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question

But what is this question for?

This may be of some interest.

If you are asked a question in a job interview, on stage or even on a date, there’s probably a reason, and the reason might not be because the person asking wants to know your answer.

Teenagers are terrible at understanding this.

“How was your day at school,” is not a question asked to determine how a day at school was. It’s a (lousy) attempt at starting a conversation about feelings.

It requires empathy to answer a question that isn’t obviously about the answer.

The empathy to see that the person asking you has something else in mind.

Back when I was hiring dozens of people at Yoyodyne, I asked one of the hackneyed programmer interview questions (back then, it wasn’t nearly as well known.) “How many gas stations are there in the US?”

It should have been obvious that I didn’t actually want to know how many gas stations there were. That was easy to look up, and why would I ask someone I didn’t know a question like that?

Over time, I had to get more and more clear in my messaging. “Because I want to see how you figure out amorphous problems, help me understand how you would answer a question like…” Even then, it was a very powerful tell. Two people said, “I don’t have a car,” and left the interview. (That’s true, not hyperbole).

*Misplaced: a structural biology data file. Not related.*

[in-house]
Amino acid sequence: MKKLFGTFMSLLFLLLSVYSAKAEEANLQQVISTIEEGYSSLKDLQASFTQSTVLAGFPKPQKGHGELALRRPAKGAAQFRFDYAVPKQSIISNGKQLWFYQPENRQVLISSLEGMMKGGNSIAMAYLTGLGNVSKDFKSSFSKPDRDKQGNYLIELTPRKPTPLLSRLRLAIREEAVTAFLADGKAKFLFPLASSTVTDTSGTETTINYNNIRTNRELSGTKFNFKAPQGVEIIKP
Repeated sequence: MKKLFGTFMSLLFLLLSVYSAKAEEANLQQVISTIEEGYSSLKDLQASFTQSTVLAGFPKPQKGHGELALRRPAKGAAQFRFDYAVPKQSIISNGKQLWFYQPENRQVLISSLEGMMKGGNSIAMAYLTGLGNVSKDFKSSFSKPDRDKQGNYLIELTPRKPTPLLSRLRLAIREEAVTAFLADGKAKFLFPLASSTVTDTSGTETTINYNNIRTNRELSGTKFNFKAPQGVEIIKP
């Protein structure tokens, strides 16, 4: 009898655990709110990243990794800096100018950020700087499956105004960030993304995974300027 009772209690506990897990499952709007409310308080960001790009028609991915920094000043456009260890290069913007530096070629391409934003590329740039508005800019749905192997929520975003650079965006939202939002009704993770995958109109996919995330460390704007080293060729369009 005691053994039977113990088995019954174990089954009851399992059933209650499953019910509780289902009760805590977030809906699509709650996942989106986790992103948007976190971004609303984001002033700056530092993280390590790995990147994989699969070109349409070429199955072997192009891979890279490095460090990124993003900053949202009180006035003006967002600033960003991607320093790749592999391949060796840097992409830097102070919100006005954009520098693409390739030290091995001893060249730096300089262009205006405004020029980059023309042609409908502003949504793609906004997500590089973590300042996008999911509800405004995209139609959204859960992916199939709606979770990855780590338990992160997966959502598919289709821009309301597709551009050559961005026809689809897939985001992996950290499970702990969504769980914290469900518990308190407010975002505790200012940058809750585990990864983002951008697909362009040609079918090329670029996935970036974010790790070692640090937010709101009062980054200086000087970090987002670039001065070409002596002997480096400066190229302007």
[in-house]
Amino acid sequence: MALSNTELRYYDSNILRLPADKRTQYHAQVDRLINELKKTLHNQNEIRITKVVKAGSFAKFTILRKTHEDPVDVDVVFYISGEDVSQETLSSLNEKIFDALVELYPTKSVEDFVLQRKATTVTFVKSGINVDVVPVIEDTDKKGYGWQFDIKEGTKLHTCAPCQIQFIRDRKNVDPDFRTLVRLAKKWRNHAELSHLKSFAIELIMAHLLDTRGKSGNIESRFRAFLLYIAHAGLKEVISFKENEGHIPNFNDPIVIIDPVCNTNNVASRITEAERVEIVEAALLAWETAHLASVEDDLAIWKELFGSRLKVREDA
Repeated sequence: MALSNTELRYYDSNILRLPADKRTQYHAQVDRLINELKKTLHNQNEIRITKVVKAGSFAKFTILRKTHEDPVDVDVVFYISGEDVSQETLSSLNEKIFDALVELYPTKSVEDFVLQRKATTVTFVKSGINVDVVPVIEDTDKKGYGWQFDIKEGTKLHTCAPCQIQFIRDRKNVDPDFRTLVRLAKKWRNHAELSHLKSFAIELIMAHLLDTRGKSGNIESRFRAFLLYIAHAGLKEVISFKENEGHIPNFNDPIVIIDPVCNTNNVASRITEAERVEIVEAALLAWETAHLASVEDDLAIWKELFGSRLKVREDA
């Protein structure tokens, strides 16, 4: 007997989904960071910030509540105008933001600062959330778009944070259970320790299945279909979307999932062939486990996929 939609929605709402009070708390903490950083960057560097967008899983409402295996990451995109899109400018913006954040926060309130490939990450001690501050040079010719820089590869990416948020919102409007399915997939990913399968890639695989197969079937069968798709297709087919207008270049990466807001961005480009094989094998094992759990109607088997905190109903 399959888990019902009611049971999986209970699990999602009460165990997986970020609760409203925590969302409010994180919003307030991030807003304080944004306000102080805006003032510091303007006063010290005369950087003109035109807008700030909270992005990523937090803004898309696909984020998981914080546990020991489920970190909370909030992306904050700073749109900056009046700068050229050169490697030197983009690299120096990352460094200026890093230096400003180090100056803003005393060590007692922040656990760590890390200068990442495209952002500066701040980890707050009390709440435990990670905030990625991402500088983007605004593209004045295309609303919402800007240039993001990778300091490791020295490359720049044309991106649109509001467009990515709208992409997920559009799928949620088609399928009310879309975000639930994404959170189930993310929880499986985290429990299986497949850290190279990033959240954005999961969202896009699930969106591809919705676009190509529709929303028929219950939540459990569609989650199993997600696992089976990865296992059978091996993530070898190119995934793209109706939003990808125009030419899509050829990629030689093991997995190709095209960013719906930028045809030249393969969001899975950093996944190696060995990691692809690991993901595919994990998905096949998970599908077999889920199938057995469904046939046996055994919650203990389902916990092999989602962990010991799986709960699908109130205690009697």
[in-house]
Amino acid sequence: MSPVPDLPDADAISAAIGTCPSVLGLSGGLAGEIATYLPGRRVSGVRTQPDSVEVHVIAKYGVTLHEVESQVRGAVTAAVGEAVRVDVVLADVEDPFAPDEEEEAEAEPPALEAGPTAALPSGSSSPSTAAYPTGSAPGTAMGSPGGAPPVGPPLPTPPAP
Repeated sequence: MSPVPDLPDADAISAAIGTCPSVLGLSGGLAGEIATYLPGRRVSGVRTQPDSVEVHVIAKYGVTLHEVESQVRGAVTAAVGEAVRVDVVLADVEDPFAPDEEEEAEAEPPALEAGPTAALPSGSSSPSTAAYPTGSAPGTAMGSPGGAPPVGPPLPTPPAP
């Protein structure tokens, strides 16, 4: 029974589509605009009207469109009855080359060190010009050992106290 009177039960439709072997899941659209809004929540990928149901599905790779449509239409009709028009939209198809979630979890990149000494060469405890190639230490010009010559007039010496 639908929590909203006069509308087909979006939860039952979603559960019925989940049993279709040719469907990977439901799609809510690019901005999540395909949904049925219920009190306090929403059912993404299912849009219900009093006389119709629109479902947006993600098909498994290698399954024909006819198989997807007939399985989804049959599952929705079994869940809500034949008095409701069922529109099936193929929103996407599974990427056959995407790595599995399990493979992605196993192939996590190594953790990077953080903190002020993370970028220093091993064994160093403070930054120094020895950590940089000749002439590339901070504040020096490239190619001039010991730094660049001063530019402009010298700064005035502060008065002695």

Other than name and phone number, when someone asks you a question, it’s worth considering why. Intentionally answering the real question is a great place to start.

 

[PS A question: Have you considered the altMBA?]

       

Thank you for reading.

The question you should never ask women – period

This may be of some interest.

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Are you ever around women who seem frustrated, upset or irritated? Have you ever asked one of them if she was on her period or perhaps been tempted to inquire?

Take it from me: Don’t. Presuming that female reproductive organs make women behave irrationally is rude and sexist. It also evokes the same unscientific beliefs that have always held women back.

I’m a sociologist who researches the perils women experience on a daily basis simply for existing. In studying the systemic nature of sexism, I’ve learned that men and women alike can contribute to gender inequality in seemingly innocuous ways, including through what might seem like small talk. Read more…

More about Menstruation, Menstruation Stigma, Period, Social Good, and Web Culture

Thank you for reading.